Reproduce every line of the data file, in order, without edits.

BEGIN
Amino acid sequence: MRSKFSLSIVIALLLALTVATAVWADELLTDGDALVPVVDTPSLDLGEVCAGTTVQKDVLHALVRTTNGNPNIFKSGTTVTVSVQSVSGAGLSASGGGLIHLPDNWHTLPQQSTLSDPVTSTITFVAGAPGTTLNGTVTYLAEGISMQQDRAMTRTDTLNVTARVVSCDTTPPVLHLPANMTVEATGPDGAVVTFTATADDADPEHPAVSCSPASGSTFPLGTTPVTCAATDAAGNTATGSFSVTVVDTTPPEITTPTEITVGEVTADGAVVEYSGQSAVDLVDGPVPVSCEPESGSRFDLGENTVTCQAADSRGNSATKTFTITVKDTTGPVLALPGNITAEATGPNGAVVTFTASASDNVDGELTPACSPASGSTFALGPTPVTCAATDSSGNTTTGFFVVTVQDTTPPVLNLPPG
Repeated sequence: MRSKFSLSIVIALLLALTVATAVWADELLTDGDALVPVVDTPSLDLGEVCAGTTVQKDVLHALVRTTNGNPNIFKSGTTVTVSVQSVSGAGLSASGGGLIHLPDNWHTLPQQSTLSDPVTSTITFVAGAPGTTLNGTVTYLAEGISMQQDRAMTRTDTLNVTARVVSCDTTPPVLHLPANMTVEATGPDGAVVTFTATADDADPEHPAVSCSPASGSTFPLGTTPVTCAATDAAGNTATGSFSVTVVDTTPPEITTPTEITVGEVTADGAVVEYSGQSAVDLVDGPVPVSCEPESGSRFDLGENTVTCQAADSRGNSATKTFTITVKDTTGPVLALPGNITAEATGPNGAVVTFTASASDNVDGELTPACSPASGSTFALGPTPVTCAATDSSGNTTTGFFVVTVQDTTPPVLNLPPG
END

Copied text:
Amino acid sequence: MRSKFSLSIVIALLLALTVATAVWADELLTDGDALVPVVDTPSLDLGEVCAGTTVQKDVLHALVRTTNGNPNIFKSGTTVTVSVQSVSGAGLSASGGGLIHLPDNWHTLPQQSTLSDPVTSTITFVAGAPGTTLNGTVTYLAEGISMQQDRAMTRTDTLNVTARVVSCDTTPPVLHLPANMTVEATGPDGAVVTFTATADDADPEHPAVSCSPASGSTFPLGTTPVTCAATDAAGNTATGSFSVTVVDTTPPEITTPTEITVGEVTADGAVVEYSGQSAVDLVDGPVPVSCEPESGSRFDLGENTVTCQAADSRGNSATKTFTITVKDTTGPVLALPGNITAEATGPNGAVVTFTASASDNVDGELTPACSPASGSTFALGPTPVTCAATDSSGNTTTGFFVVTVQDTTPPVLNLPPG
Repeated sequence: MRSKFSLSIVIALLLALTVATAVWADELLTDGDALVPVVDTPSLDLGEVCAGTTVQKDVLHALVRTTNGNPNIFKSGTTVTVSVQSVSGAGLSASGGGLIHLPDNWHTLPQQSTLSDPVTSTITFVAGAPGTTLNGTVTYLAEGISMQQDRAMTRTDTLNVTARVVSCDTTPPVLHLPANMTVEATGPDGAVVTFTATADDADPEHPAVSCSPASGSTFPLGTTPVTCAATDAAGNTATGSFSVTVVDTTPPEITTPTEITVGEVTADGAVVEYSGQSAVDLVDGPVPVSCEPESGSRFDLGENTVTCQAADSRGNSATKTFTITVKDTTGPVLALPGNITAEATGPNGAVVTFTASASDNVDGELTPACSPASGSTFALGPTPVTCAATDSSGNTTTGFFVVTVQDTTPPVLNLPPG